Sunday, January 30, 2011

Money makes the world go 'round...

As graduated student who is not part of a Graduate School and who is in about to finish his PhD in one years time, it is hard to find financial support.Fortunately I do not desperately need the financial support, but attending costly conferences, meeting other supported students or having the opportunities of attending workshops would be highly welcomed. The big and well known supporting agencies are easily found by your preferred search engine. Aside from that, some opportunities are offered by the of the little-known FAZIT-Stiftung and 
Gerda Henkel Stiftung.

Saturday, January 22, 2011

Group on visualization doing map stuff at HAfencity University

A friend pointed me to the Christoph Kinkeldey's blog about his work in the Lab for Geoinformatics and Geovisualization that seems to be part of an "interdisciplinary group on visualization at hafencity university in hamburg. The blog allows to imagine what he and his co-workers do in the DigitalCity Research Group at HafenCity Uni (a more reliable source is this article (PDF)). One of his research questions is how the style of a city map affect the cognitive image of the depicted geographic space. This is quite close to my own research that asks a similar question for tactile orientation maps: how do the parameters of the realisation of a tactile map influence its conceptualisation? As me, the researchers at DigitalCity Research Group work on pedestrian navigation in cities, but they try to find new ways to support online navigation with the help of sensor network. My work is on in-advance learning of spatial structures to allow for later self-guided navigation. Anyway I will keep my eyes open what these people do. Christoph will present his work "Framework for Detection and Analysis of Land Cover Changes Using Visual Analytics" at GeoVis 2011 that is organised by HafenCity University.

Friday, January 21, 2011

GeoViz und COSIT Concerences in 2011

GeoVis 2011 is an ICA workshop on integrating computational techniques for analyzing and modeling geospatial information with visual methods for their depiction, interaction and analysis in Hamburg in March 2011. From the workshop's website: "It is geospatial knowledge, in forms of patterns, structures, relationships, and rules, rather than the assembly of spatial information, that can significantly contribute to solving real world problems. [...] There is the need to link computational methods with interactive maps and cartographic techniques to support analysis of complex, voluminous and heterogeneous information involving measurements made in space and time." The preliminary programm (PDF) looks interesting albeit the audience seems to be from geography and cartography demain mostly, spatial cognition is underrepresented. Yet, I will be there, I guess.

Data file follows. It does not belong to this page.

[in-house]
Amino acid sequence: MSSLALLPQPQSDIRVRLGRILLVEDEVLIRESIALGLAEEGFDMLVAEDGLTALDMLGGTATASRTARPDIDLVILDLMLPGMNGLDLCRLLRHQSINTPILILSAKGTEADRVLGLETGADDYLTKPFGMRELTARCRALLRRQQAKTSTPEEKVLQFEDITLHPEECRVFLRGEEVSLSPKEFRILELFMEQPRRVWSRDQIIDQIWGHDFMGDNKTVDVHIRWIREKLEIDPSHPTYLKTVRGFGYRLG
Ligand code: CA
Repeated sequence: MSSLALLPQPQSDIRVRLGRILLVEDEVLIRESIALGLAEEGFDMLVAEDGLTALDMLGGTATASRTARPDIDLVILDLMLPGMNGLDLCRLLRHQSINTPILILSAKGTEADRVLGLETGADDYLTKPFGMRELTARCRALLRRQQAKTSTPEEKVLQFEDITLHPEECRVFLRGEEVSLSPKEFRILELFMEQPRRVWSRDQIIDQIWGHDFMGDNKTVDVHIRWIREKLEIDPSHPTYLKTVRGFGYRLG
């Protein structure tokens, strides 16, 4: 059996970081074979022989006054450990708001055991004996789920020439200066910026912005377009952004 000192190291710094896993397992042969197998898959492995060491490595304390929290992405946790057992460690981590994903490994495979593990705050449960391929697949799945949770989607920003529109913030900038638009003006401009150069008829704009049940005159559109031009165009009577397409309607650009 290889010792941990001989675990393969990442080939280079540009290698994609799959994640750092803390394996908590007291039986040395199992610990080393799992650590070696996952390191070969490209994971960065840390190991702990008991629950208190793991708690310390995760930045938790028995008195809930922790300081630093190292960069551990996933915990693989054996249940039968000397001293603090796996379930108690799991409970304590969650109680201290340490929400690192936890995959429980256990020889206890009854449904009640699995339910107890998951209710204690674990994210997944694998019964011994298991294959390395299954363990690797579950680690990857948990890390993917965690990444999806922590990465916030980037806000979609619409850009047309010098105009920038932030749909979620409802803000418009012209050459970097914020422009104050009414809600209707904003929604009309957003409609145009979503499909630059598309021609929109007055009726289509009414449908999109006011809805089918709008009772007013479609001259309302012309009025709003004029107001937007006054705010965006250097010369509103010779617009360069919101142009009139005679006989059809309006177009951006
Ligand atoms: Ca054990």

COSIT is THE premier conference on cognitive sciences, with a widespread spectrum and some audience with special interest in spatial cognition: "The Conference looks for significant contributions to all major fields of the Computer Science and Information Technology in theoretical and practical aspects. The aim of the conference is to provide a platform to the researchers and practitioners from both academia as well as industry to meet and share cutting-edge development in the field." The 2011 conference will be held in Belfast - not that one in Northern Ireland but the one in Maine, USA. The call for papers has just been sent out, submissions for tutorials and workshops are due by the end of January. I would like to submit a workshop or some form of interaction forum, maybe a planary discussion on questions about supporting disabled people with personalized GIS products and what we can learn from that reason for other audiences. If someone would like to take part, get back to me!

Update: Newer post about COSIT 2011

Wednesday, January 5, 2011

"Space and Sense" by Susanna Millar

Susanna Millar's book "Understanding and representing space: Theory and evidence from studies with blind and sighted children" was a major step in the science about representation of spatial phenomena in blind people. Now Millar has brought a kind of update in 2008, not groundbreaking (only three libraries have it in the whole Germany!) but re-interpreting the data in the light of the past 15years: Space and Sense (Essays in Cognitive Psychology).

The abstract reads as follows:
How do we perceive the space around us, locate objects within it, and make our way through it? What do the senses contribute? This book focuses on touch in order to examine which aspects of vision and touch overlap in spatial processing. It argues that spatial processing depends crucially on integrating diverse sensory inputs as reference cues for the location, distance or direction response that spatial tasks demand. "Space and Sense" shows how perception by touch, as by vision, can be helped by external reference cues, and that 'visual' illusions that are also found in touch depend on common factors and do not occur by chance. Susanna Millar presents new evidence on the role of spatial cues in touch and movement both with and without vision, and discusses the interaction of both touch and movement with vision in spatial tasks.This book shows how perception by touch, as by vision, can be helped by external reference cues, and that 'visual' illusions that are also found in touch depend on common factors and do not occur by chance. It challenges traditional views of explicit external reference cues, showing that they can improve spatial recall with inputs from touch and movement, contrary to the held belief. "Space and Sense" provides empirical evidence for an important distinction between spatial vision and vision that excludes spatial cues in relation to touch. This important new volume extends previous descriptions of bimodal effects in vision and space.